This time, Jason Day didn’t leave it short.
Last Monday, on the 72nd hole at St. Andrews, Day left his birdie effort in the middle of the hole – and an inch in front of it. He finished one shot out of an eventual playoff and missed a golden opportunity to cash in for his first major win.
Six days later, Day was staring at another birdie putt on the 72nd green, this time to take the RBC Canadian Open.
Day’s putt broke right, straightened out, came back to the left and dropped for the fourth victory of the Aussie’s PGA Tour career and his second this year.
“I got the ball to the hole this time,” he said.
Granted, the Canadian Open is not the British Open, but Sunday marked yet another step forward for Day. The 27-year-old has now won multiple PGA Tour events in the same season for the first time in his career and joined Jordan Spieth, Rory McIlroy, Bubba Watson and Jimmy Walker in the group of multi-time winners in 2014-15.
One month after a health scare at Chambers Bay, when Day collapsed during his second round with a bout of benign positional vertigo, the focus is no longer on his health. The focus is on what is next in store for a world-class player who appears poised to make yet another run at his maiden major win in three weeks at Whistling Straits.
More importantly for a guy previously hampered by wrist issues, back issues and even head issues, he’s reaching a new level of consistency. Day has finished in the top 10 in seven of 14 events this season. He’s finished in the top five six times.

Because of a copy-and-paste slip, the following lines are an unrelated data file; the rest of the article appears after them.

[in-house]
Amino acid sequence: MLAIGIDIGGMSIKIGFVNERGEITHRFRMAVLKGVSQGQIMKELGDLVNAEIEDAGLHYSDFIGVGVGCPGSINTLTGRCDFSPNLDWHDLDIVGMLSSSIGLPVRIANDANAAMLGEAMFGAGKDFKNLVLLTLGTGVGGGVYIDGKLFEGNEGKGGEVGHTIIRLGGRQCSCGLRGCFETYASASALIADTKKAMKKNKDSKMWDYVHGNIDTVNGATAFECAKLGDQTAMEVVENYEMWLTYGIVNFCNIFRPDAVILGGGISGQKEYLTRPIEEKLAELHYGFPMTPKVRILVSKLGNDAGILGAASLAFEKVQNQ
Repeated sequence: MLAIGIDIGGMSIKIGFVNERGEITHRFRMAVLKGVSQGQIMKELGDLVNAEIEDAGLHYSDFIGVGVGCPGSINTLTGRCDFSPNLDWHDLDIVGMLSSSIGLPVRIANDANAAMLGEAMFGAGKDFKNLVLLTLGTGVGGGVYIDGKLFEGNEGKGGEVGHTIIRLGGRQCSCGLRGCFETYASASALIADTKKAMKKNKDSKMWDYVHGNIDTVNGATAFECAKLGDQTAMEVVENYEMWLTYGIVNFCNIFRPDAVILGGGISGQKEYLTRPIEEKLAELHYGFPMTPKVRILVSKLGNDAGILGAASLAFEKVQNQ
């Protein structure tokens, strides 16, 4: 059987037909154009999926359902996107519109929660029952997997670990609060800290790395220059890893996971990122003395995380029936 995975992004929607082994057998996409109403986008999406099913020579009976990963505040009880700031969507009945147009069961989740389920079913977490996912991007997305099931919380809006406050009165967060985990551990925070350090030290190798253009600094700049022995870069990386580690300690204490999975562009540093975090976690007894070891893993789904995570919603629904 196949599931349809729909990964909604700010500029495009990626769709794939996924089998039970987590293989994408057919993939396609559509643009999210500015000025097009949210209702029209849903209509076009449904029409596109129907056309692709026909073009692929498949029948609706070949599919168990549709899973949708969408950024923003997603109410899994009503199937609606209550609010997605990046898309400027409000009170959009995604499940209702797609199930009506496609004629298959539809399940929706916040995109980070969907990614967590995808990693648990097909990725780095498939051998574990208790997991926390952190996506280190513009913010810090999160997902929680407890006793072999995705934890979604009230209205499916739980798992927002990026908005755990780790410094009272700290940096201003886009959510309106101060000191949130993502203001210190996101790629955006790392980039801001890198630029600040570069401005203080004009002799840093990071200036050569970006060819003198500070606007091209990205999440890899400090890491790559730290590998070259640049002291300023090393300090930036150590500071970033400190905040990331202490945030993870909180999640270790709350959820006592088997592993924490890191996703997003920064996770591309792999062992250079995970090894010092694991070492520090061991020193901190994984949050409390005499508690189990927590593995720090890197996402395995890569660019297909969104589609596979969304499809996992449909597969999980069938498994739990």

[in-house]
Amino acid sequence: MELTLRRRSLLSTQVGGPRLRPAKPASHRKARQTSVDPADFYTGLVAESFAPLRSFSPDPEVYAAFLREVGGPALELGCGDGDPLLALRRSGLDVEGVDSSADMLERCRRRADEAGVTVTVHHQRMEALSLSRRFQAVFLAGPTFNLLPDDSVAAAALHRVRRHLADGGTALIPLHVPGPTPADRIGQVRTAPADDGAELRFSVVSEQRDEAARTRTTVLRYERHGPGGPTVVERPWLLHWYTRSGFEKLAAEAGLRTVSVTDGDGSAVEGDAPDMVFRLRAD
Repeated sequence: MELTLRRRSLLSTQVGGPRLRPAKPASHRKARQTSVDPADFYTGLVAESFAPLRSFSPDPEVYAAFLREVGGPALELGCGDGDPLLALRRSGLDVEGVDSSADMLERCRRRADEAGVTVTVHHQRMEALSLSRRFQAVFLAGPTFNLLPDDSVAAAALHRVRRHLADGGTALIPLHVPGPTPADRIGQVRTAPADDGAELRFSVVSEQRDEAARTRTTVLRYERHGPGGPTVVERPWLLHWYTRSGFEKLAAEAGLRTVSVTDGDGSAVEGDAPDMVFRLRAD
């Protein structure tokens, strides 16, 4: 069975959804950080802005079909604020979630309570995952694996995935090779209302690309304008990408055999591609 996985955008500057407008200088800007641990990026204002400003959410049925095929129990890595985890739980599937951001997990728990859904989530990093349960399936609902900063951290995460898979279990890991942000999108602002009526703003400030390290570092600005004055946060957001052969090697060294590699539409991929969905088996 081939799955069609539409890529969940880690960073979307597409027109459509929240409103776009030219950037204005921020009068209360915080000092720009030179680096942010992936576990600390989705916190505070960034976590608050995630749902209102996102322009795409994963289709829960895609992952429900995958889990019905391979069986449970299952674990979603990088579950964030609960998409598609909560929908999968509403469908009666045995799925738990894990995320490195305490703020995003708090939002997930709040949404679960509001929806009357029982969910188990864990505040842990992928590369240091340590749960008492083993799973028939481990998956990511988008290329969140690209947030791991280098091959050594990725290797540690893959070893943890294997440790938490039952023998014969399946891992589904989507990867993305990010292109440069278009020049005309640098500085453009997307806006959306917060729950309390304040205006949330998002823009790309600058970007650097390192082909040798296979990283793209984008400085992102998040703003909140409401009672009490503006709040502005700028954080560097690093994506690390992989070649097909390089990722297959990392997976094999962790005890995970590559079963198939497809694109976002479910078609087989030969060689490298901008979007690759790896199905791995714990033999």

And now he’s learning to close, too. Day beat three others in a playoff at Torrey Pines back in February and birdied his final three holes Sunday in Canada to edge Watson and Ontario native David Hearn.
So, no, Day doesn’t have a major yet. But he’s only 27, and the aforementioned Spieth and McIlroy have set our expectations way out of whack. Remember, Phil Mickelson was 33 before it was finally his time at Augusta National.
With every week, and every win, and every near-miss, Day is getting closer to breaking through. He’ll tell you himself.
“To be able to put yourself in contention so many times, especially in major events, and just fall short, even going back to last week, leaving the putt short, not being able to get into the playoff, it was frustrating. It was disappointing,” Day said.
“Even though I knew that I played great, I knew that I had to focus on this week. So when I actually had the same putt, it was a very similar putt on the 72nd hole today, the same thing was going through my mind: ‘Make sure you get it to the hole.’”
This time, he did.